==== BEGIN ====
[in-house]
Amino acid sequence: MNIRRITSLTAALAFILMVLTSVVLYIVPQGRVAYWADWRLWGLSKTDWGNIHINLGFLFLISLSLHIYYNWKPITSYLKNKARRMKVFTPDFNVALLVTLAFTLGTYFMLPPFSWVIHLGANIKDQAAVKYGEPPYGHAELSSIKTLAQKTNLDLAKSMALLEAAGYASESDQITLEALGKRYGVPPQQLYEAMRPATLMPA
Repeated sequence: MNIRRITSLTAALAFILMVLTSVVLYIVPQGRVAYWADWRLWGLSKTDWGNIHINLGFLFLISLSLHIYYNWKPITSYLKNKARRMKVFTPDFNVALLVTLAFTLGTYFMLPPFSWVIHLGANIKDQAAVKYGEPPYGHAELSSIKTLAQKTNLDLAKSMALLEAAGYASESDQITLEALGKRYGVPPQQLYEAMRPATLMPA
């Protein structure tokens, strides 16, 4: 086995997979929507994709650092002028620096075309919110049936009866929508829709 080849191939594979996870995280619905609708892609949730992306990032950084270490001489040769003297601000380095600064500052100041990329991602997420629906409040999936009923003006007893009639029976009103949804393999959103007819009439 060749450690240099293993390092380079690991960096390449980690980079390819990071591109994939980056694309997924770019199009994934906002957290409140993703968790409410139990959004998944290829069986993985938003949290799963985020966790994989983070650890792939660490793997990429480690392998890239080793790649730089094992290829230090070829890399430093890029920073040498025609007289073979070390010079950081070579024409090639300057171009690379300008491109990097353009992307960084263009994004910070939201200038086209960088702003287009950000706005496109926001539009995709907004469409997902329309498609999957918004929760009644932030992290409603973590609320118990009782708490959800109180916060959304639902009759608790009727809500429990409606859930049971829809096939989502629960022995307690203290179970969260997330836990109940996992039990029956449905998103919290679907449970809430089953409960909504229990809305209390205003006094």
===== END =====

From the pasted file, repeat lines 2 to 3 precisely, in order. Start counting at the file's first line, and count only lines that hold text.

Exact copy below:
Amino acid sequence: MNIRRITSLTAALAFILMVLTSVVLYIVPQGRVAYWADWRLWGLSKTDWGNIHINLGFLFLISLSLHIYYNWKPITSYLKNKARRMKVFTPDFNVALLVTLAFTLGTYFMLPPFSWVIHLGANIKDQAAVKYGEPPYGHAELSSIKTLAQKTNLDLAKSMALLEAAGYASESDQITLEALGKRYGVPPQQLYEAMRPATLMPA
Repeated sequence: MNIRRITSLTAALAFILMVLTSVVLYIVPQGRVAYWADWRLWGLSKTDWGNIHINLGFLFLISLSLHIYYNWKPITSYLKNKARRMKVFTPDFNVALLVTLAFTLGTYFMLPPFSWVIHLGANIKDQAAVKYGEPPYGHAELSSIKTLAQKTNLDLAKSMALLEAAGYASESDQITLEALGKRYGVPPQQLYEAMRPATLMPA